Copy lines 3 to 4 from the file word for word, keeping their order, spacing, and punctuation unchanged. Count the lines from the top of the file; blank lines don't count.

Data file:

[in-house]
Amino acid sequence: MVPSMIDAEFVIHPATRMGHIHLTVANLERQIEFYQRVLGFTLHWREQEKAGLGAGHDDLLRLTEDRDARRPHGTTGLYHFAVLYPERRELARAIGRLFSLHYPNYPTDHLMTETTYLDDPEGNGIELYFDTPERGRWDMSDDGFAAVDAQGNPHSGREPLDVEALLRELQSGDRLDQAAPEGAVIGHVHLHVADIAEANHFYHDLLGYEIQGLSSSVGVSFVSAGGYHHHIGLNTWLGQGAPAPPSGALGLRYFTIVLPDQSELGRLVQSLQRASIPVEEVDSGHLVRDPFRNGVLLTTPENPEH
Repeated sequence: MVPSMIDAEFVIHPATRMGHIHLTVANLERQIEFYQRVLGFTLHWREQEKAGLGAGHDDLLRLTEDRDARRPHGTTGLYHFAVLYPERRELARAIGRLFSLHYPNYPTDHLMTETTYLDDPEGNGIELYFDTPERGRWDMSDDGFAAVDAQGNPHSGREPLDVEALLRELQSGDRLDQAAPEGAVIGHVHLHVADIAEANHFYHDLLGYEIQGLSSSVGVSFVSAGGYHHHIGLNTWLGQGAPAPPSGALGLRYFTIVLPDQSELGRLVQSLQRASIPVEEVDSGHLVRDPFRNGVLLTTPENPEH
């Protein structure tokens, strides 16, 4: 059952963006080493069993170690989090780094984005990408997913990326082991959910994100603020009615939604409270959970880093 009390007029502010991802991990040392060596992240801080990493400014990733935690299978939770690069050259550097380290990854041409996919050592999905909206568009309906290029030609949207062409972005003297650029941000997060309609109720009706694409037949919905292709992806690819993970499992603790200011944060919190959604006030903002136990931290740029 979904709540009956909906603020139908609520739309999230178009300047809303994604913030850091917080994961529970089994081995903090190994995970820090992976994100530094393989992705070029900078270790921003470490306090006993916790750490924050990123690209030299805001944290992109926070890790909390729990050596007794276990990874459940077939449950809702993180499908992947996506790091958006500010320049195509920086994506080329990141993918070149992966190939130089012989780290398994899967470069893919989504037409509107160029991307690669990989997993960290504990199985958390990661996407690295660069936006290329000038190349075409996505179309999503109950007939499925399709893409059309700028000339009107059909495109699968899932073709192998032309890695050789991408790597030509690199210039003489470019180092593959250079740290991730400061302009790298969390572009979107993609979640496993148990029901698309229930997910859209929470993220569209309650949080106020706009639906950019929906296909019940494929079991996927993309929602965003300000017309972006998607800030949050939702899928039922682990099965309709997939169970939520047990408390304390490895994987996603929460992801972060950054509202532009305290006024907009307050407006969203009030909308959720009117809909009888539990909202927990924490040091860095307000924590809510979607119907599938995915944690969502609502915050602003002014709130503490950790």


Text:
Repeated sequence: MVPSMIDAEFVIHPATRMGHIHLTVANLERQIEFYQRVLGFTLHWREQEKAGLGAGHDDLLRLTEDRDARRPHGTTGLYHFAVLYPERRELARAIGRLFSLHYPNYPTDHLMTETTYLDDPEGNGIELYFDTPERGRWDMSDDGFAAVDAQGNPHSGREPLDVEALLRELQSGDRLDQAAPEGAVIGHVHLHVADIAEANHFYHDLLGYEIQGLSSSVGVSFVSAGGYHHHIGLNTWLGQGAPAPPSGALGLRYFTIVLPDQSELGRLVQSLQRASIPVEEVDSGHLVRDPFRNGVLLTTPENPEH
């Protein structure tokens, strides 16, 4: 059952963006080493069993170690989090780094984005990408997913990326082991959910994100603020009615939604409270959970880093 009390007029502010991802991990040392060596992240801080990493400014990733935690299978939770690069050259550097380290990854041409996919050592999905909206568009309906290029030609949207062409972005003297650029941000997060309609109720009706694409037949919905292709992806690819993970499992603790200011944060919190959604006030903002136990931290740029 979904709540009956909906603020139908609520739309999230178009300047809303994604913030850091917080994961529970089994081995903090190994995970820090992976994100530094393989992705070029900078270790921003470490306090006993916790750490924050990123690209030299805001944290992109926070890790909390729990050596007794276990990874459940077939449950809702993180499908992947996506790091958006500010320049195509920086994506080329990141993918070149992966190939130089012989780290398994899967470069893919989504037409509107160029991307690669990989997993960290504990199985958390990661996407690295660069936006290329000038190349075409996505179309999503109950007939499925399709893409059309700028000339009107059909495109699968899932073709192998032309890695050789991408790597030509690199210039003489470019180092593959250079740290991730400061302009790298969390572009979107993609979640496993148990029901698309229930997910859209929470993220569209309650949080106020706009639906950019929906296909019940494929079991996927993309929602965003300000017309972006998607800030949050939702899928039922682990099965309709997939169970939520047990408390304390490895994987996603929460992801972060950054509202532009305290006024907009307050407006969203009030909308959720009117809909009888539990909202927990924490040091860095307000924590809510979607119907599938995915944690969502609502915050602003002014709130503490950790």